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Love Affair (1932 film)

From Wikipedia, the free encyclopedia

Love Affair
Love Affair FilmPoster.jpeg
Directed byThornton Freeland
Written byJo Swerling
Dorothy Howell
Based onLove Affair
1930 story in College Humor
by Ursula Parrott
StarringDorothy Mackaill
Humphrey Bogart
CinematographyTed Tetzlaff
Edited byJack Dennis
Production
company
Distributed byColumbia Pictures
Release date
  • March 17, 1932 (1932-03-17)
Running time
68 minutes
CountryUnited States
LanguageEnglish

Love Affair is a 1932 American pre-Code romance film based on Ursula Parrott's short story of the same name.[1] The film is directed by Thornton Freeland and produced by Columbia Pictures. Love Affair follows an adventurous socialite (Dorothy Mackaill), who is in love with an aviation designer (Humphrey Bogart).[2][3] [N 1]

Plot

Wealthy socialite Carol Owen (Dorothy Mackaill) decides to take up flying. Gilligan (Jack Kennedy) sets her up with a homely instructor, but she requests dashing Jim Leonard (Humphrey Bogart) instead. Jim has some fun, taking her through some aerobatic maneuvers that leave her queasy, but still game. For revenge, she gives him a lift into town in her sports car, driving at breakneck speeds. They begin seeing each other.

Carol learns that Jim is designing a revolutionary aircraft engine, but cannot get any financial backing. She decides to give him a secret helping hand, persuading her skeptical financial manager, Bruce Hardy (Hale Hamilton), to invest in the project. Hardy is only too pleased to oblige, as he has asked Carol numerous times to marry him.

Hardy keeps a mistress on the side, aspiring stage actress Linda Lee (Astrid Allwyn). Unbeknownst to him, she is Jim's sister and in love with Georgie Keeler (Bradley Page), a Broadway producer. Things become serious between Carol and Jim. He begins neglecting his work and eventually spends the night with her. The next day, he asks her to marry him. She realizes that she is distracting him from making a success of his engine and turns him down.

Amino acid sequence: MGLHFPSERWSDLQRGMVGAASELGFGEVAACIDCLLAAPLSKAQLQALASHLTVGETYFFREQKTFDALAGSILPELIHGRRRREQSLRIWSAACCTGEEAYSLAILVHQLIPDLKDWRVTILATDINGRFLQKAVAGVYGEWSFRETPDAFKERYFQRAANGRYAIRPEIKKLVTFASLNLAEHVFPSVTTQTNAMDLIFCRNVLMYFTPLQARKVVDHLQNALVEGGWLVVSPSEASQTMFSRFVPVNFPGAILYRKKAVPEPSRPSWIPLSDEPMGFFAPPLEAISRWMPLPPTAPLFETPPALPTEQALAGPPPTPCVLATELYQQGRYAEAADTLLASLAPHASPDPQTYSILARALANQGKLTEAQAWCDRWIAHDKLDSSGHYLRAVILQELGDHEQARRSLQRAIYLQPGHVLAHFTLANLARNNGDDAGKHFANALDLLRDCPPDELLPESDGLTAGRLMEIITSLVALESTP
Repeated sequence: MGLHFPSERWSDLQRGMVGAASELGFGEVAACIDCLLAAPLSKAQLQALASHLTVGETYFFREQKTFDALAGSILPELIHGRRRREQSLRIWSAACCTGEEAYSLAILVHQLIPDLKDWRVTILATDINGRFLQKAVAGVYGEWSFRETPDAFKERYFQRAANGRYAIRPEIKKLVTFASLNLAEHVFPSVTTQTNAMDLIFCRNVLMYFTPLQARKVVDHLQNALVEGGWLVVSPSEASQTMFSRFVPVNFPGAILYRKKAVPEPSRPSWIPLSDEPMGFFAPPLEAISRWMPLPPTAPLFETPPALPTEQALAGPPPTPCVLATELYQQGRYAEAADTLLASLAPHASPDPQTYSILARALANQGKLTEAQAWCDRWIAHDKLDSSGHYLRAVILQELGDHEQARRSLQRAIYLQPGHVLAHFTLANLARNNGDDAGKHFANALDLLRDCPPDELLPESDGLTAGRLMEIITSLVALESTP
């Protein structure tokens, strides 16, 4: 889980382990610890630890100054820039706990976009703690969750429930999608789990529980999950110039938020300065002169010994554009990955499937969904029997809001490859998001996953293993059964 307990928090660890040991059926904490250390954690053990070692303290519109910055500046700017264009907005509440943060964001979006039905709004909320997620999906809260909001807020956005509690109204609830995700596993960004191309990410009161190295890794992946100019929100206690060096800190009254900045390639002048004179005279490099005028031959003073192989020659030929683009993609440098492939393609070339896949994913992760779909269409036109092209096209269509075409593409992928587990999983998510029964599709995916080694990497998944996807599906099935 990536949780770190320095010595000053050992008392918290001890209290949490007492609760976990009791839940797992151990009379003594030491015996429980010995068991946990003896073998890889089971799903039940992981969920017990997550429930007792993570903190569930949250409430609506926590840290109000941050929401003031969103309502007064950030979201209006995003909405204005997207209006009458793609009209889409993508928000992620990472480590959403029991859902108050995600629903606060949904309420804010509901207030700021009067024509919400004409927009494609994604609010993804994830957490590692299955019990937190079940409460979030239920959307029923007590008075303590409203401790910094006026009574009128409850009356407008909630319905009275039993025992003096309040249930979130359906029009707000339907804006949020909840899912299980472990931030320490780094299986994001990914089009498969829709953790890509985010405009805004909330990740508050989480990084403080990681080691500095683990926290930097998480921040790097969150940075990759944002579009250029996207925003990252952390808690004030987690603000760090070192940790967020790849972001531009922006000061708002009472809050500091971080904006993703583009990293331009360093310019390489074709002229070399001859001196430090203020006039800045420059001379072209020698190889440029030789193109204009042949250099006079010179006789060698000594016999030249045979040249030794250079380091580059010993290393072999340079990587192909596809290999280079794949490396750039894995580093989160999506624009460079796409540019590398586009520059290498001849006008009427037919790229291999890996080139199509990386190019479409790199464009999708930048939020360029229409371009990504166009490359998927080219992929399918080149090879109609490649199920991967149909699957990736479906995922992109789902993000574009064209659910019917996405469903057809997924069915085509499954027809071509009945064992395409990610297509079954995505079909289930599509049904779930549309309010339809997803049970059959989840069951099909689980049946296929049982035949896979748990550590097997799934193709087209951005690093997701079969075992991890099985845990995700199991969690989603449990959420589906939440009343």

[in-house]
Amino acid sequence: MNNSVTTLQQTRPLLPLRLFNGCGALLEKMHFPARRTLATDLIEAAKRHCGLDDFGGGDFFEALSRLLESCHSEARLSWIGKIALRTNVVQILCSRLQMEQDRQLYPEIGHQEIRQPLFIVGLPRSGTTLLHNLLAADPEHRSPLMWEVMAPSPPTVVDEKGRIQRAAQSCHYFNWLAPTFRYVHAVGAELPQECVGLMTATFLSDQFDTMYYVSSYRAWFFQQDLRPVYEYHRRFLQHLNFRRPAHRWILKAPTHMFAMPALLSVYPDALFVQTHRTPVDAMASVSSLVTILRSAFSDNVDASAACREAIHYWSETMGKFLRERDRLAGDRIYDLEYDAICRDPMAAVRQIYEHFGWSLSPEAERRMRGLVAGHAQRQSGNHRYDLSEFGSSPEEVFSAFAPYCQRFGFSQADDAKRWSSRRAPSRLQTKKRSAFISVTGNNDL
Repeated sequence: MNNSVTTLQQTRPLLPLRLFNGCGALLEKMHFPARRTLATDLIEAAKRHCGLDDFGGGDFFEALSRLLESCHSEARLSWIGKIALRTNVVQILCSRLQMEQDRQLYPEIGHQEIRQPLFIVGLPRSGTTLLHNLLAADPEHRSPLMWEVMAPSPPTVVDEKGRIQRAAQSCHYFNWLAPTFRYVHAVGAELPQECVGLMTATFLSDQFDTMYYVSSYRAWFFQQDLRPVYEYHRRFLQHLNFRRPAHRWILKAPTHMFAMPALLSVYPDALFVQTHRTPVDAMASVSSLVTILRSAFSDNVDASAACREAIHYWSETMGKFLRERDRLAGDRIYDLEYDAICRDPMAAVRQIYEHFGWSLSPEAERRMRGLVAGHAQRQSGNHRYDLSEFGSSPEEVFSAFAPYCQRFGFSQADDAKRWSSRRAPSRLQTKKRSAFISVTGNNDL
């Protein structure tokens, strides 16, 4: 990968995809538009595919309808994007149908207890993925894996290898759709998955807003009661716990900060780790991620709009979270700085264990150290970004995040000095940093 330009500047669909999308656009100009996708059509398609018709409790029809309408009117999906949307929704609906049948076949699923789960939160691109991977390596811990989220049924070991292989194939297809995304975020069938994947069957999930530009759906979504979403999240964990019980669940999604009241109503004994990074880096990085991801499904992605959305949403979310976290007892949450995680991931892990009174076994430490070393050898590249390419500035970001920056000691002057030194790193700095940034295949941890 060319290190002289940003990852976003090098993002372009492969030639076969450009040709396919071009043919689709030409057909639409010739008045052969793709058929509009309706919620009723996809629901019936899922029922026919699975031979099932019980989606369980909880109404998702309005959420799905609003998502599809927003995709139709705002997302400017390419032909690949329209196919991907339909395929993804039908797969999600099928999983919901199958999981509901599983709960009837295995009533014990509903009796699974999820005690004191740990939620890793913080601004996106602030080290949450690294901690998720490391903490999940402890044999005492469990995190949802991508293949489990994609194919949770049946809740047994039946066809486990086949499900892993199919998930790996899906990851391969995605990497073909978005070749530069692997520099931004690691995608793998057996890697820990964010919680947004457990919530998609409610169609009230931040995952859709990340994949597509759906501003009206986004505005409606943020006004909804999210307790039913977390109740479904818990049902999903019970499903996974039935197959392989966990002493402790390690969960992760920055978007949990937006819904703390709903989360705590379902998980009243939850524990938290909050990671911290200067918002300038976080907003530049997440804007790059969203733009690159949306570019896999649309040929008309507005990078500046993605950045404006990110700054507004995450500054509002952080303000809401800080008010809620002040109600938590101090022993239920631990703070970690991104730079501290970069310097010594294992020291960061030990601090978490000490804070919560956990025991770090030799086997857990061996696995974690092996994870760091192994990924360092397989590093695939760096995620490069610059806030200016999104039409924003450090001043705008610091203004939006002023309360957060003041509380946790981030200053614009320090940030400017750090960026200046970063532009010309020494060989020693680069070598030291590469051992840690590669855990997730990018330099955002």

When Hardy asks Carol once again to marry him, she jokingly tells him she would only consider his offer if she were broke. He then informs her that she is. He has been paying all her bills for the past year. Hoping to help Jim, she agrees to wed Hardy.

Hardy tries to break off his relationship with Linda. This is what Georgie has been waiting for. He has coached Linda to extort $50,000 from Hardy to finance a new play in which Linda will star, but the businessman will only write her a check for $10,000. To try to pressure Hardy, Georgie has Linda lie to Jim about the relationship.

Meanwhile, Carol has second thoughts and goes to break the news to Hardy. Before she can, Jim shows up and insists that Hardy marry his sister. When Hardy shows him the canceled $10,000 check endorsed to Georgie, Jim realizes Linda has deceived him. He apologizes and leaves.

Carol decides to kill herself by crashing an aircraft. As she starts to take off, Jim reads the suicide note she left with Gilligan. He manages to cling to the fuselage, works his way gingerly to the cockpit (while the aircraft is in flight), and reconciles with Carol.

Cast

Production

Principal photography on Love Affair began on December 22, 1931 and wrapped on January 15, 1932.[5]

The aircraft used in Love Affair included:

Reception

Variety in a contemporary review of Love Affair was not impressed, calling it "Tame romantic film fare hardly providing Dorothy Mackaill with an opportunity commensurate with her talents...bought for double bill purposes, that is about its worth," but also noting "Some exceptional stunt flying is involved in the final stretch of celluloid. Sound reproduction and photography up to standard." [6]

References

Notes

  1. ^ Bogart would play an aviator in four features: Body and Soul (1931), China Clipper (1937), Passage to Marseille (1944) and Chain Lightning (1950).[4]

Citations

  1. ^ Pendo 1985, p. 12.
  2. ^ Farmer 1984, p. 319.
  3. ^ Wynne 1987, p. 174.
  4. ^ a b Santoir, Christian. ""Review: 'Love Affair'." Aeromovies, July 23, 2011. Retrieved: July 13, 2109.
  5. ^ "Original print information: 'Love Affair'." TCM, 2019. Retrieved: July 13, 2109.
  6. ^ "Review: 'Love Affair'." Variety, April 19, 1932. Retrieved: July 13, 2109.

Bibliography

  • Farmer, James H. Celluloid Wings: The Impact of Movies on Aviation. Blue Ridge Summit, Pennsylvania: Tab Books Inc., 1984. ISBN 978-0-83062-374-7.
  • Pendo, Stephen. Aviation in the Cinema. Lanham, Maryland: Scarecrow Press, 1985. ISBN 0-8-1081-746-2.
  • Wynne, H. Hugh. The Motion Picture Stunt Pilots and Hollywood's Classic Aviation Movies. Missoula, Montana: Pictorial Histories Publishing Co., 1987. ISBN 0-933126-85-9.

External links

This page was last edited on 5 September 2020, at 04:09
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